The Herald Bulletin

May 14, 2014

Late morel find intriguing

The Herald Bulletin

---- — Last Saturday, some friends found a few big yellow morels in South Madison County.

I had driven past a possible find to attend my daughter's graduation at IU Bloomington. My last chance would probably be Tuesday morning, but would that be too late?

The graduation was in two tiers and both filled Assembly Hall. Jourdan's "The School of Public Health." I'm very proud of my 22-year old daughter who will pursue a master's degree at San Francisco State.

My first choice, Tuesday morning, was a 16-acre woods that features late, big yellow morels. This, way back off the road, woods is sometimes fantastic, but not this day.

Discouraged, I stopped at another woods trying to remember where I had found late morels before. Nothing on the south side of this little honey hole.

I rock-hopped a flooded branch and went over the south-facing hill. Under an old apple tree stood a single morel that saved me from getting skunked. A hard look, in the immediate area, revealed no more mushrooms, but at the bottom of the hill were some smiley faces. In undergrowth so thick, I could not stand up, were 19 nice yellow morels. Perhaps these came up late because only slivers of light penetrated the canopy.

These were not the real large yellow morels. It is late and the weeds are high, but it just might be worth another try. Or, you could go north were in Central Michigan a lot of black morels are being harvested.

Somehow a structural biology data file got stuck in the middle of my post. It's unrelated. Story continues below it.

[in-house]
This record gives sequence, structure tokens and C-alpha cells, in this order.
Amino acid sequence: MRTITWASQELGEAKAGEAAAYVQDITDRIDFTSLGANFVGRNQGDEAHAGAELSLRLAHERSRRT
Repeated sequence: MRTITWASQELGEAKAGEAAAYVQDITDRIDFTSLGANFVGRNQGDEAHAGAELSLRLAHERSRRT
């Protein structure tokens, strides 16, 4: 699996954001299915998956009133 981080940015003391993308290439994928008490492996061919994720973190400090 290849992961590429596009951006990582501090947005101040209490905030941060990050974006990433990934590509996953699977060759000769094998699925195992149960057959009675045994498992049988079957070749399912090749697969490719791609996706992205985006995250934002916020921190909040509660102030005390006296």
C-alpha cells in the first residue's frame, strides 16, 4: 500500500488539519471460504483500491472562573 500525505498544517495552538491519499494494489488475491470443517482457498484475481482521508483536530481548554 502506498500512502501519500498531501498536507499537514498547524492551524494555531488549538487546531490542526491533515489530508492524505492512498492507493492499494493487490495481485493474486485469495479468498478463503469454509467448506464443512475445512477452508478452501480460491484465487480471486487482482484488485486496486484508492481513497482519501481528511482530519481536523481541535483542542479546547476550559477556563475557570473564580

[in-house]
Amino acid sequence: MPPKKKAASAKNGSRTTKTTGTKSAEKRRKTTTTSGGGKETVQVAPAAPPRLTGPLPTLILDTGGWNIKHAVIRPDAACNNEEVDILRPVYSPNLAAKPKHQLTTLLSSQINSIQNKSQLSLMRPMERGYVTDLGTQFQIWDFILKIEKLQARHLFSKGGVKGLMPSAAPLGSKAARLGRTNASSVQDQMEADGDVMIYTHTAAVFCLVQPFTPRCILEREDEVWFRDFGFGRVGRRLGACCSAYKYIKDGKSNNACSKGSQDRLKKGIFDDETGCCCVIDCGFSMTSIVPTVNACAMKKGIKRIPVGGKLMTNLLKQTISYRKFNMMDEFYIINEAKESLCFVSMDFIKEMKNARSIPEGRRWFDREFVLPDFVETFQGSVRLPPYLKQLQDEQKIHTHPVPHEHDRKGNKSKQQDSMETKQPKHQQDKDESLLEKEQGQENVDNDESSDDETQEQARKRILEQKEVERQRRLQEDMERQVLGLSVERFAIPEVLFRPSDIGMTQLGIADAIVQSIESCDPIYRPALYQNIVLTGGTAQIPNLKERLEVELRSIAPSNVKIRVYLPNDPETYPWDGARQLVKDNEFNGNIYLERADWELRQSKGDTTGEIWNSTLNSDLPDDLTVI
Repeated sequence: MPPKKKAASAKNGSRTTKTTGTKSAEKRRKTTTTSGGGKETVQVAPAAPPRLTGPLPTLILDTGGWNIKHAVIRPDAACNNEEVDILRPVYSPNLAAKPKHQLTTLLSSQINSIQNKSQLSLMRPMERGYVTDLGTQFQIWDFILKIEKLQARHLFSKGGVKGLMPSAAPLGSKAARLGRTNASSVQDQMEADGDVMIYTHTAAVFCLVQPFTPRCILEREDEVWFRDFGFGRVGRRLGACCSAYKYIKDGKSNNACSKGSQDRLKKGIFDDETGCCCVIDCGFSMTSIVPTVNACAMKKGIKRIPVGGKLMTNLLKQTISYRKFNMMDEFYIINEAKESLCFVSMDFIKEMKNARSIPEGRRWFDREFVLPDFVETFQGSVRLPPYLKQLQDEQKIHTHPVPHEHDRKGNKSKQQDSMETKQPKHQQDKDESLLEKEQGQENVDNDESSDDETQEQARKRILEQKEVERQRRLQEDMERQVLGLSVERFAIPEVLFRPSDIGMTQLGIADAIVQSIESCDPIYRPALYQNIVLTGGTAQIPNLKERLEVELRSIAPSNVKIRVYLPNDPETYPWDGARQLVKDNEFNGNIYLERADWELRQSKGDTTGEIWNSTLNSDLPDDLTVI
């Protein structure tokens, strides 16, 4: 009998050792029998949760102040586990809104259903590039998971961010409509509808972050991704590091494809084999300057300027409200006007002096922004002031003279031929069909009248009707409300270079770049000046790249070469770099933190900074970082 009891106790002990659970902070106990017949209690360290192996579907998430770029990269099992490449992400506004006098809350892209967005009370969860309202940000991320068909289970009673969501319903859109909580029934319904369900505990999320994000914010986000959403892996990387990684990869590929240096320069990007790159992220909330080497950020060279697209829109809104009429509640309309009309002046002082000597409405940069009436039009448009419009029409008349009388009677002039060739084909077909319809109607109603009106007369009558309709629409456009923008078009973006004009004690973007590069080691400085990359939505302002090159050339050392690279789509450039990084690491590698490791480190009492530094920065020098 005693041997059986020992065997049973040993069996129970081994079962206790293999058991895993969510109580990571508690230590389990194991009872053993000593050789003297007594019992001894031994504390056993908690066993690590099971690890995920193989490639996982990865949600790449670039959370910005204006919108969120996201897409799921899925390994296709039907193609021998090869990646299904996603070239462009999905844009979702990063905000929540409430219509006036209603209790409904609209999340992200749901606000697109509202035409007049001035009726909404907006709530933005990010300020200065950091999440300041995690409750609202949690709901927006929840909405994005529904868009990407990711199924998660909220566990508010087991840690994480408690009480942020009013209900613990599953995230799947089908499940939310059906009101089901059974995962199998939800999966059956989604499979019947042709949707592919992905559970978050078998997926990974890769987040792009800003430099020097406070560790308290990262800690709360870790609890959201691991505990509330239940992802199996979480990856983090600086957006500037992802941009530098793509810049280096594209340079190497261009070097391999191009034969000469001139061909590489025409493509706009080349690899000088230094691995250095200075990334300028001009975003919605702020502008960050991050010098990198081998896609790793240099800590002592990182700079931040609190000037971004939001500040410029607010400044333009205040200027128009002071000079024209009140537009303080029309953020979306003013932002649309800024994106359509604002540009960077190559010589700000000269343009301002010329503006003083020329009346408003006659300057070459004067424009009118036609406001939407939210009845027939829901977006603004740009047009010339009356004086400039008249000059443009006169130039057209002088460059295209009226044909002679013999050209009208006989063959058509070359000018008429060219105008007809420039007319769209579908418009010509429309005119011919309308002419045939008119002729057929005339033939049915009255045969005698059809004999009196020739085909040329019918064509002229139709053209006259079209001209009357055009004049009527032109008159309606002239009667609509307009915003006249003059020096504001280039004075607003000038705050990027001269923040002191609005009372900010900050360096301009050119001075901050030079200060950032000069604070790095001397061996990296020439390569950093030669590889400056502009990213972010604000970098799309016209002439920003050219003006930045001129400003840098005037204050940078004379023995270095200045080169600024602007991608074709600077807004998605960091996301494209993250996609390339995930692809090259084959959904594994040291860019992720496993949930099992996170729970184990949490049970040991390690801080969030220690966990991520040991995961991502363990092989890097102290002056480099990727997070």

When Jourdan saw my find, she had to have them fried and on a plate. It was the first time, in years, that we have enjoyed fried morels together.

Greene-Sullivan State Forest in west central Indiana has a following among some of my friends. It offers numerous small ponds and pits with big bluegill and crappie. It is also a good place to deer hunt. G-S might now be more to your liking.

According to the DNR new few-frills cabins are available for rent at the state forest's Narrow Lake campground. The "Rent-A-Camp" cabins are available for $35 a night plus applicable taxes and may be reserved at or by calling 1-866-622-6746. The cabins are also available on a walk-in basis at the forest office during normal office hours.

The cabins have electricity, ceiling fans, heat and air-conditioning. Each cabin sleeps three adults comfortably and has a maximum capacity of five people. There is a full bed, one set of bunk beds and a loft area. Guests need to bring their own bedding and sleeping cushion. Cabins also have a small table, two chairs and a porch swing. Similar to tent camping, there are no kitchen facilities, and guests use the campground restrooms.

Check-in time is 2 p.m. Checkout is 10 a.m.

Other improvements at the campground include six electric campsites and the addition of available electricity to the Narrow Lake picnic shelter.